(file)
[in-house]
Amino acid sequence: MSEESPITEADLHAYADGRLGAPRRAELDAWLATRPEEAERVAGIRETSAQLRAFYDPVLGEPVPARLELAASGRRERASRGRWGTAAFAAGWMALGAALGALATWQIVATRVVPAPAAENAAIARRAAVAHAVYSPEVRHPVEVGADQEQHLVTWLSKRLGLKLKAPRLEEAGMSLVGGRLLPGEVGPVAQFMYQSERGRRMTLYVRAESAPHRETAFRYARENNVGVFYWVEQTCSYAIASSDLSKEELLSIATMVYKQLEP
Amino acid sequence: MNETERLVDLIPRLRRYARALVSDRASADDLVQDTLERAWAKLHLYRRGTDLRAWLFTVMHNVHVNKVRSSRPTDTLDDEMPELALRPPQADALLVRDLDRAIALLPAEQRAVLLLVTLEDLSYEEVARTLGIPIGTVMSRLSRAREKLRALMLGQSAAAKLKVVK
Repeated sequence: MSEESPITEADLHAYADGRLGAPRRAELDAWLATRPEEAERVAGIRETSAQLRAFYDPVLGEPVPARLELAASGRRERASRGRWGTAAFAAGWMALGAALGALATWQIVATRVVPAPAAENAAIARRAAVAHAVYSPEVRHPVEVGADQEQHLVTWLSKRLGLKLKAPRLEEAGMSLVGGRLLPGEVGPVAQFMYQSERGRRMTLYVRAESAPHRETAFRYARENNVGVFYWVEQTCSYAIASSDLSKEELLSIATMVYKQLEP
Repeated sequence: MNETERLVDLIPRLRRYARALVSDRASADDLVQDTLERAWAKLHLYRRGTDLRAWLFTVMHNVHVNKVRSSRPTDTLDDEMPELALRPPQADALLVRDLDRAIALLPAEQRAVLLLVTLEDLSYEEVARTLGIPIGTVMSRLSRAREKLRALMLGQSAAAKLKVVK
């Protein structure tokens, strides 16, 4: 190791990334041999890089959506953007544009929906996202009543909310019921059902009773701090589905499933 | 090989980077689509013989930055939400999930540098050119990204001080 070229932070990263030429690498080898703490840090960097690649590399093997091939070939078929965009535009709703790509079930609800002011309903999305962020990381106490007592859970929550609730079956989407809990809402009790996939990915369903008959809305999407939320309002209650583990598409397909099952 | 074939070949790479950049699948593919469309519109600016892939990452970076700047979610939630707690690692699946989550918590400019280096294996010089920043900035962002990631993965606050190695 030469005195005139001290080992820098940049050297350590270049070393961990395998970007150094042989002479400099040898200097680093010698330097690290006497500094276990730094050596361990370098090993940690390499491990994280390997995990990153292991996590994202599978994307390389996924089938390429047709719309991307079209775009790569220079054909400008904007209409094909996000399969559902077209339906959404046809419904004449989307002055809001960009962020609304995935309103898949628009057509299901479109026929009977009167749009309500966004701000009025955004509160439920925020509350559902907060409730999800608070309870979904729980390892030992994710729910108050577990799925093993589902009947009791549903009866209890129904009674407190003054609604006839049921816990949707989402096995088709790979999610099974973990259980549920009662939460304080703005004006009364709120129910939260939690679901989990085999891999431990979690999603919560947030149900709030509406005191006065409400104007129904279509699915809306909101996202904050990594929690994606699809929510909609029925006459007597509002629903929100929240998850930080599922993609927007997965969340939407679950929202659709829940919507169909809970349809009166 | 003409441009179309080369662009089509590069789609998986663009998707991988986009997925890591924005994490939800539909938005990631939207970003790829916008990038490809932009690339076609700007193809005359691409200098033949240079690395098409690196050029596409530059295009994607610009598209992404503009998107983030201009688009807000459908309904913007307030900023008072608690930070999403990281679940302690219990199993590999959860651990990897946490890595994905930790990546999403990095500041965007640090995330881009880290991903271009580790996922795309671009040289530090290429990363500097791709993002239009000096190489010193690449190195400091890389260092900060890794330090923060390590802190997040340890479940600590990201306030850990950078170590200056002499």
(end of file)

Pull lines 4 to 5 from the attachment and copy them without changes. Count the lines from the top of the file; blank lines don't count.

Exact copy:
Repeated sequence: MSEESPITEADLHAYADGRLGAPRRAELDAWLATRPEEAERVAGIRETSAQLRAFYDPVLGEPVPARLELAASGRRERASRGRWGTAAFAAGWMALGAALGALATWQIVATRVVPAPAAENAAIARRAAVAHAVYSPEVRHPVEVGADQEQHLVTWLSKRLGLKLKAPRLEEAGMSLVGGRLLPGEVGPVAQFMYQSERGRRMTLYVRAESAPHRETAFRYARENNVGVFYWVEQTCSYAIASSDLSKEELLSIATMVYKQLEP
Repeated sequence: MNETERLVDLIPRLRRYARALVSDRASADDLVQDTLERAWAKLHLYRRGTDLRAWLFTVMHNVHVNKVRSSRPTDTLDDEMPELALRPPQADALLVRDLDRAIALLPAEQRAVLLLVTLEDLSYEEVARTLGIPIGTVMSRLSRAREKLRALMLGQSAAAKLKVVK